I'm not really sure, but I assume that it doesn't make sense to set @Singleton on a GWT "view" (see http://stackoverflow.com/questions/6382473/singleton-in-gwt-project)
On the client it seems to be quite useless. So perhaps it's worth trying w/o @Singleton?
I have plenty of UI classes that are @Singletons, but all of them extend Composite since I want to use them in my display. You might try making your class extend composite or Widget. I'm not sure that you can display a non-widget class at all, anyway.
Thanks Michael. So what exactly does the @Singleton annotation mean / do to a UI class? even one that extends Composite.
I use it when I have a widget that I want to display, but no matter how it is displayed I want to show the same instance of the widget. Like, perhaps, a settings panel. You don't need two different settings panels, so you create a Singleton. Any class that wants to display the settings panel would create an instance, like
Then later when you want to display it:
So the panel lies hidden until requested, and whenever it is requested the same object is displayed.
Thanks Michael, am grateful. I have @Inject private Caller<MyRpcService> cloud; in the view class that I want to annotate with @Singleton (or @ApplicationScoped if its the right / better way) but I am getting a null pointer exception at the point where I try to do cloud.call(...), meaning the Caller object is not been injected.
Do I need to annotate a view class (with @Singleton or @ApplicationScoped, or whatever) to correctly inject a Caller, and why is my Caller object still null. Am also confused which import to use for the @Singleton (javax.ejb or javax.inject) and @ApplicationScoped (javax.enterprise.context or javax.ejb) annotations since I see several.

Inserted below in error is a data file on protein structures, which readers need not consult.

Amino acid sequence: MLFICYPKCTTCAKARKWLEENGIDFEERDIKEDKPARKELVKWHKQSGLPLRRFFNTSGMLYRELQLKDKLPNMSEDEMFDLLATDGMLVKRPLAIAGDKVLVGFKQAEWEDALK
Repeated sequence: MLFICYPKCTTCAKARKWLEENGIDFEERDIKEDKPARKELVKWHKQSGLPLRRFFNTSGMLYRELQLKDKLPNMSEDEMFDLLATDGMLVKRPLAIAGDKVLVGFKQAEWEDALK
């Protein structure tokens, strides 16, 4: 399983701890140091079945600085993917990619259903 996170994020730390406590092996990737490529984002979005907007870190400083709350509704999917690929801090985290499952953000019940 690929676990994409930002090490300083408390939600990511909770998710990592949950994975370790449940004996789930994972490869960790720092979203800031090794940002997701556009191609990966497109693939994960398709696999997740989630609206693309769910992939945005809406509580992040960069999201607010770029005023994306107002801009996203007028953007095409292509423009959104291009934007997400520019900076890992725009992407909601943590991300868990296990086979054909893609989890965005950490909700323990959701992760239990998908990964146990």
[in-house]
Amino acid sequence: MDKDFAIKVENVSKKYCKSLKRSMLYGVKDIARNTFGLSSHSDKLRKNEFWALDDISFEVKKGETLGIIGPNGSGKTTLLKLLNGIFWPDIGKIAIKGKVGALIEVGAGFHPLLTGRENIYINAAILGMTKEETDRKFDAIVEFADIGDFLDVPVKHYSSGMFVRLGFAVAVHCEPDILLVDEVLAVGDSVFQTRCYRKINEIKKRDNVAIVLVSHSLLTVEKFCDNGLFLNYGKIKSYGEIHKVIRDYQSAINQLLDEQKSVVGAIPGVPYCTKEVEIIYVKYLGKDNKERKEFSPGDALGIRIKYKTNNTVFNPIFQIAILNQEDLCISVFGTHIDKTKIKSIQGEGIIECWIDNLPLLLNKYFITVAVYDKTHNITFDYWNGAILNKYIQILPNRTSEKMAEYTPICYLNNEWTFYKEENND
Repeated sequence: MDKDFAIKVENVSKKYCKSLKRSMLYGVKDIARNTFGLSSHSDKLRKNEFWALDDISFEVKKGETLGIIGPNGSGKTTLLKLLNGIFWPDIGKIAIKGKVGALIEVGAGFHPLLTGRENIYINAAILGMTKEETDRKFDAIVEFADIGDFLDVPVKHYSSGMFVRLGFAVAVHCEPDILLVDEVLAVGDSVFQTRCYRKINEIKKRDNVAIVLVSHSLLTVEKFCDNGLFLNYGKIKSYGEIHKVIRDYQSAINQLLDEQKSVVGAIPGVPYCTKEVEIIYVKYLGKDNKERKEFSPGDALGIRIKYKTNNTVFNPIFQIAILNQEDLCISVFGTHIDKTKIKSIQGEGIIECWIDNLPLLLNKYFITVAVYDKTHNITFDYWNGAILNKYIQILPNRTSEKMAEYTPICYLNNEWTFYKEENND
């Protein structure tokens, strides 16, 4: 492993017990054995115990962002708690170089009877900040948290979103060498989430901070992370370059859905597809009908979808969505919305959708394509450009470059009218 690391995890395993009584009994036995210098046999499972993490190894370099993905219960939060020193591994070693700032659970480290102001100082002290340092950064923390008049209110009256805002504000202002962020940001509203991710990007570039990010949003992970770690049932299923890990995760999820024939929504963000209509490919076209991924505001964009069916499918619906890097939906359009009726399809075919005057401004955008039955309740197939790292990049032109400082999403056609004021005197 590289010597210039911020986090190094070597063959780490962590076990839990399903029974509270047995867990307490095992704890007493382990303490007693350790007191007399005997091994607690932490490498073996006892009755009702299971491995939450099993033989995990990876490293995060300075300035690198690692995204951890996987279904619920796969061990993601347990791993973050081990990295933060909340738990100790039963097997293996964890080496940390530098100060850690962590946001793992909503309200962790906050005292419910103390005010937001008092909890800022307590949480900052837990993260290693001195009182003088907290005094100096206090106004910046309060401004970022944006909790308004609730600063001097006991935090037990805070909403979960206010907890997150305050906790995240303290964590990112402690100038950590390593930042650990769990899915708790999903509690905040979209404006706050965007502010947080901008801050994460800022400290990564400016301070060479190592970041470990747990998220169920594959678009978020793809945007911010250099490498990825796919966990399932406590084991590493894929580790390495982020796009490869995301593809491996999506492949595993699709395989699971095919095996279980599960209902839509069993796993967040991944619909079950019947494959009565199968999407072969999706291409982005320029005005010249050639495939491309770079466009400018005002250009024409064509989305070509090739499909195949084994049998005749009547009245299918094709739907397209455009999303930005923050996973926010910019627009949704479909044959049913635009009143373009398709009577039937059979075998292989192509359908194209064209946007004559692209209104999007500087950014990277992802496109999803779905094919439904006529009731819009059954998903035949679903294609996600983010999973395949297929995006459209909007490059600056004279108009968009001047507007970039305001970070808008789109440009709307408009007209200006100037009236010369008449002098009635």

Right now, since my Caller object is null, am using the MessageBuilder API. Thanks for help in advance.
You are right, these annotations have become a mess..
But as a rule of thumb: do not use the javax.ejb.* annotations, its javax.enterprise.context.ApplicationScoped and javax.inject.Singleton
If your injection targets are null, please check how you instantiate the class. If you call the constructor youself, injection will _not_ happen.
Injection only happens, if you get the objects by calls to the CDI framework!
Such cases are e.g.: @EntryPoint, @Page if using transitions, @Inject on fields of CDI-aware objects, @Inject Instance<T> xxx,
It is easy to overlook a selfinstantiating constructor, which will produce a non-CDI-aware object.